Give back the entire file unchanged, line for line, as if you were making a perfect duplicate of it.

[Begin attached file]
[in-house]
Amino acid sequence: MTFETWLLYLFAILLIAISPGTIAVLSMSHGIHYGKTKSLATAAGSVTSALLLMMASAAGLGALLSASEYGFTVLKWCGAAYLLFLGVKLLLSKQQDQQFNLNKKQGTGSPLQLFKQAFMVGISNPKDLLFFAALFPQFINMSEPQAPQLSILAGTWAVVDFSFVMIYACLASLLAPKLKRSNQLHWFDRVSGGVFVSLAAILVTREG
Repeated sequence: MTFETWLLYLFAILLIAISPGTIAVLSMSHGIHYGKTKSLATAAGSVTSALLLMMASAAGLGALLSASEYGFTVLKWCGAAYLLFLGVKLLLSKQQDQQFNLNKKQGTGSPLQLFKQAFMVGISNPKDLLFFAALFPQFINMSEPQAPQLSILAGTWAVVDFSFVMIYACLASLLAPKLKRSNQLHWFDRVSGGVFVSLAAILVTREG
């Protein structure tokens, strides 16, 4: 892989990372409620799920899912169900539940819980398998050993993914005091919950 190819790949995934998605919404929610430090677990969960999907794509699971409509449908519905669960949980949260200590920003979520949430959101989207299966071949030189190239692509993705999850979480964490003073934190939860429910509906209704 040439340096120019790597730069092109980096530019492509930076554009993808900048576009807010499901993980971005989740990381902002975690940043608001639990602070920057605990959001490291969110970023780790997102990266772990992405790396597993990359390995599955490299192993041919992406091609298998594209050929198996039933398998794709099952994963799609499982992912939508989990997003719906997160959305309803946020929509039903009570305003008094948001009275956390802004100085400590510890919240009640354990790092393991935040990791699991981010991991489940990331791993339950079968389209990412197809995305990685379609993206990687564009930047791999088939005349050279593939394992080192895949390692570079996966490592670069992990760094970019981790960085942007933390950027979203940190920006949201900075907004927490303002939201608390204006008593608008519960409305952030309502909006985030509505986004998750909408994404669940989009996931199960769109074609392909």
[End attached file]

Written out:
[in-house]
Amino acid sequence: MTFETWLLYLFAILLIAISPGTIAVLSMSHGIHYGKTKSLATAAGSVTSALLLMMASAAGLGALLSASEYGFTVLKWCGAAYLLFLGVKLLLSKQQDQQFNLNKKQGTGSPLQLFKQAFMVGISNPKDLLFFAALFPQFINMSEPQAPQLSILAGTWAVVDFSFVMIYACLASLLAPKLKRSNQLHWFDRVSGGVFVSLAAILVTREG
Repeated sequence: MTFETWLLYLFAILLIAISPGTIAVLSMSHGIHYGKTKSLATAAGSVTSALLLMMASAAGLGALLSASEYGFTVLKWCGAAYLLFLGVKLLLSKQQDQQFNLNKKQGTGSPLQLFKQAFMVGISNPKDLLFFAALFPQFINMSEPQAPQLSILAGTWAVVDFSFVMIYACLASLLAPKLKRSNQLHWFDRVSGGVFVSLAAILVTREG
């Protein structure tokens, strides 16, 4: 892989990372409620799920899912169900539940819980398998050993993914005091919950 190819790949995934998605919404929610430090677990969960999907794509699971409509449908519905669960949980949260200590920003979520949430959101989207299966071949030189190239692509993705999850979480964490003073934190939860429910509906209704 040439340096120019790597730069092109980096530019492509930076554009993808900048576009807010499901993980971005989740990381902002975690940043608001639990602070920057605990959001490291969110970023780790997102990266772990992405790396597993990359390995599955490299192993041919992406091609298998594209050929198996039933398998794709099952994963799609499982992912939508989990997003719906997160959305309803946020929509039903009570305003008094948001009275956390802004100085400590510890919240009640354990790092393991935040990791699991981010991991489940990331791993339950079968389209990412197809995305990685379609993206990687564009930047791999088939005349050279593939394992080192895949390692570079996966490592670069992990760094970019981790960085942007933390950027979203940190920006949201900075907004927490303002939201608390204006008593608008519960409305952030309502909006985030509505986004998750909408994404669940989009996931199960769109074609392909």